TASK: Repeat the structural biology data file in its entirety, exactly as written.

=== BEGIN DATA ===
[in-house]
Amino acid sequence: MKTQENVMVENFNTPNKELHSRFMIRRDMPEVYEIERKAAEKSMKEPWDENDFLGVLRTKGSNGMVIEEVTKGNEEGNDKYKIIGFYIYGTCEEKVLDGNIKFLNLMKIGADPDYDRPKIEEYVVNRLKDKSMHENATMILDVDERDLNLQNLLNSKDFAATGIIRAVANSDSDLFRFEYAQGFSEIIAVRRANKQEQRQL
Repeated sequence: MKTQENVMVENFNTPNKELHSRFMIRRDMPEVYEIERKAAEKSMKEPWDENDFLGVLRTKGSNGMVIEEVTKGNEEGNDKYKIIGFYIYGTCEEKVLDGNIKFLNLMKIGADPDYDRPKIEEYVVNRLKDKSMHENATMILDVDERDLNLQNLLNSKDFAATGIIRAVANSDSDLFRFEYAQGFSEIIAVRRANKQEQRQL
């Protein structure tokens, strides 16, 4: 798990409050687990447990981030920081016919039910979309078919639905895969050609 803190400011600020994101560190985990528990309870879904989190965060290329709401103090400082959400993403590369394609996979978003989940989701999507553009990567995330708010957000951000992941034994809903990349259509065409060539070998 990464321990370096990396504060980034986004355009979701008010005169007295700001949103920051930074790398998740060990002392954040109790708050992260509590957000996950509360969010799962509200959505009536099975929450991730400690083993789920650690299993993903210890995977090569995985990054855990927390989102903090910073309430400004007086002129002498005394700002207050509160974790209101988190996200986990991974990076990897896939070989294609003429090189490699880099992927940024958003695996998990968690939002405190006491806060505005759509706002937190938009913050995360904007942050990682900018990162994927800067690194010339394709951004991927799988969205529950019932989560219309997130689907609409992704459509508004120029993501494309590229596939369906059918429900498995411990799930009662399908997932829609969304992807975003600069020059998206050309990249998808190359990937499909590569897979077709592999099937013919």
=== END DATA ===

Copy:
[in-house]
Amino acid sequence: MKTQENVMVENFNTPNKELHSRFMIRRDMPEVYEIERKAAEKSMKEPWDENDFLGVLRTKGSNGMVIEEVTKGNEEGNDKYKIIGFYIYGTCEEKVLDGNIKFLNLMKIGADPDYDRPKIEEYVVNRLKDKSMHENATMILDVDERDLNLQNLLNSKDFAATGIIRAVANSDSDLFRFEYAQGFSEIIAVRRANKQEQRQL
Repeated sequence: MKTQENVMVENFNTPNKELHSRFMIRRDMPEVYEIERKAAEKSMKEPWDENDFLGVLRTKGSNGMVIEEVTKGNEEGNDKYKIIGFYIYGTCEEKVLDGNIKFLNLMKIGADPDYDRPKIEEYVVNRLKDKSMHENATMILDVDERDLNLQNLLNSKDFAATGIIRAVANSDSDLFRFEYAQGFSEIIAVRRANKQEQRQL
């Protein structure tokens, strides 16, 4: 798990409050687990447990981030920081016919039910979309078919639905895969050609 803190400011600020994101560190985990528990309870879904989190965060290329709401103090400082959400993403590369394609996979978003989940989701999507553009990567995330708010957000951000992941034994809903990349259509065409060539070998 990464321990370096990396504060980034986004355009979701008010005169007295700001949103920051930074790398998740060990002392954040109790708050992260509590957000996950509360969010799962509200959505009536099975929450991730400690083993789920650690299993993903210890995977090569995985990054855990927390989102903090910073309430400004007086002129002498005394700002207050509160974790209101988190996200986990991974990076990897896939070989294609003429090189490699880099992927940024958003695996998990968690939002405190006491806060505005759509706002937190938009913050995360904007942050990682900018990162994927800067690194010339394709951004991927799988969205529950019932989560219309997130689907609409992704459509508004120029993501494309590229596939369906059918429900498995411990799930009662399908997932829609969304992807975003600069020059998206050309990249998808190359990937499909590569897979077709592999099937013919």